Executive Briefings

Hybrid Airship Returns to the Skies After Crash

UK-based Hybrid Air Vehicles has resumed test flights of its Airlander 10 hybrid airship after a nine-month hiatus. The program suffered a setback last year after the test aircraft took a nosedive while attempting to land.

Although nobody was hurt during the crash, and much of the ship remained intact, the test unit sustained structural damage to the cockpit and landing gear, and required repairs and further modifications which prevented it from flying again until this month.

The Airlander recently completed a 2.5-hour flight from its base at Cardington field. This time around, regulatory restrictions prevented the Airlander from flying above an altitude of 1,300 meters, or at a distance greater than 15 miles away from its Cardington launch site — far from its full potential. Hybrid Air Vehicles claims the Airlander 10 can reach altitudes of 6,100 meters.

The appeal of Hybrid Airships is potentially huge. They require little fixed ground infrastructure or runways, flight crews are optional, and they burn less fuel than airplanes. How they navigate through variable weather conditions at low altitudes however, remains to be seen.

By 2021, Hybrid Air Vehicles expects to produce ten units annually of the $32m, 10-tonne-payload Airlander 10. The company is also developing a larger variant, the Airlander 50, with a planned payload of up to 60 tonnes. As might be expected, cruise speeds are not particularly high — 80 nautical miles per hour for the Airlander 10, and 105 for the Airlander 50 — but given that both models will be able to stay aloft for several days, and longer if unmanned, they will have considerable range (up to 2,000 nm for the Airlander 50).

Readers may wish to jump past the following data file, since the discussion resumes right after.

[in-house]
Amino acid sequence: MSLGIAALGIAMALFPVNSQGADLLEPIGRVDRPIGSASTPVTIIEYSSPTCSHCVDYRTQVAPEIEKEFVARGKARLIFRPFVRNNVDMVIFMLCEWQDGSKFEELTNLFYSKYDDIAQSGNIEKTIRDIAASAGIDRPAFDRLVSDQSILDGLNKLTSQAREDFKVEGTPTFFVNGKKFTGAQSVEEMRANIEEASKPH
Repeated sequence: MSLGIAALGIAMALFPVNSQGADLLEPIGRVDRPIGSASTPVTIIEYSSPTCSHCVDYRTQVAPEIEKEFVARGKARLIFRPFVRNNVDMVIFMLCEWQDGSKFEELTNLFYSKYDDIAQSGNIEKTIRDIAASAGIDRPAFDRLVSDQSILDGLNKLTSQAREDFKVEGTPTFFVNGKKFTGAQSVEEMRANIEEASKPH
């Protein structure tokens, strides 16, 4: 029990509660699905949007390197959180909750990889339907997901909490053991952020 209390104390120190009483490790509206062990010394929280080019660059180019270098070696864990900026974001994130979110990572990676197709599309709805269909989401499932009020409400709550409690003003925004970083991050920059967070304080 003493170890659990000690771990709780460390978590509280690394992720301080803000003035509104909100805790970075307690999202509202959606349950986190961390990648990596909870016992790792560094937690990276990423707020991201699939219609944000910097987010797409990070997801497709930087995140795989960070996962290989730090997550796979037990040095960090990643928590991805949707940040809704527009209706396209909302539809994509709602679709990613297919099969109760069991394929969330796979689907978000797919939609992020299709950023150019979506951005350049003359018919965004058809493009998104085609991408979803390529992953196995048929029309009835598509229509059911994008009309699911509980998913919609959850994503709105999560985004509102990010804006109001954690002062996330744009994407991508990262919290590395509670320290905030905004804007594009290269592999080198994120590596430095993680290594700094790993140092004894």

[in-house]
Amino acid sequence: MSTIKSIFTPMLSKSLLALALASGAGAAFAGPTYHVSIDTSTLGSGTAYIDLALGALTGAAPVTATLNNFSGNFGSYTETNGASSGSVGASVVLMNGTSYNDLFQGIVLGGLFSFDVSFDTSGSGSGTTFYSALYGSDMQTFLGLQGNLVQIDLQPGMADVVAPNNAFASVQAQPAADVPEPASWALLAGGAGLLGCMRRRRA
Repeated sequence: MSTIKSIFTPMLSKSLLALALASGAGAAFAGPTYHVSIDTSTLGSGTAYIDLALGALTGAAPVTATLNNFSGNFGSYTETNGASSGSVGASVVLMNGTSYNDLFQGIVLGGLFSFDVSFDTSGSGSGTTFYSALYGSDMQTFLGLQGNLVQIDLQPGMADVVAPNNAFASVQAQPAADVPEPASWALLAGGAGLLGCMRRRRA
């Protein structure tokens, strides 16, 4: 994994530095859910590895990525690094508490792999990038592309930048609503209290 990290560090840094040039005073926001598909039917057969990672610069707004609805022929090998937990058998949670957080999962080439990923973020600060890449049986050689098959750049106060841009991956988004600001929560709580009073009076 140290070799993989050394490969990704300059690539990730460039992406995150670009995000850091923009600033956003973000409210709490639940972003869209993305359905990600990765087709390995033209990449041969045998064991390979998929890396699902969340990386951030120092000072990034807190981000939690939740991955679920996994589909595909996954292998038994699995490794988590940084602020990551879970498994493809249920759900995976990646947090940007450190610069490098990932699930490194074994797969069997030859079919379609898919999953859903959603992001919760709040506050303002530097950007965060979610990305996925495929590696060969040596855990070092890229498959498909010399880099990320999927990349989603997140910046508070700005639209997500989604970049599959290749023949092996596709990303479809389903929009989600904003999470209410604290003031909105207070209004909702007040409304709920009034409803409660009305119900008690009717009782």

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Although nobody was hurt during the crash, and much of the ship remained intact, the test unit sustained structural damage to the cockpit and landing gear, and required repairs and further modifications which prevented it from flying again until this month.

The Airlander recently completed a 2.5-hour flight from its base at Cardington field. This time around, regulatory restrictions prevented the Airlander from flying above an altitude of 1,300 meters, or at a distance greater than 15 miles away from its Cardington launch site — far from its full potential. Hybrid Air Vehicles claims the Airlander 10 can reach altitudes of 6,100 meters.

The appeal of Hybrid Airships is potentially huge. They require little fixed ground infrastructure or runways, flight crews are optional, and they burn less fuel than airplanes. How they navigate through variable weather conditions at low altitudes however, remains to be seen.

By 2021, Hybrid Air Vehicles expects to produce ten units annually of the $32m, 10-tonne-payload Airlander 10. The company is also developing a larger variant, the Airlander 50, with a planned payload of up to 60 tonnes. As might be expected, cruise speeds are not particularly high — 80 nautical miles per hour for the Airlander 10, and 105 for the Airlander 50 — but given that both models will be able to stay aloft for several days, and longer if unmanned, they will have considerable range (up to 2,000 nm for the Airlander 50).

Read Full Article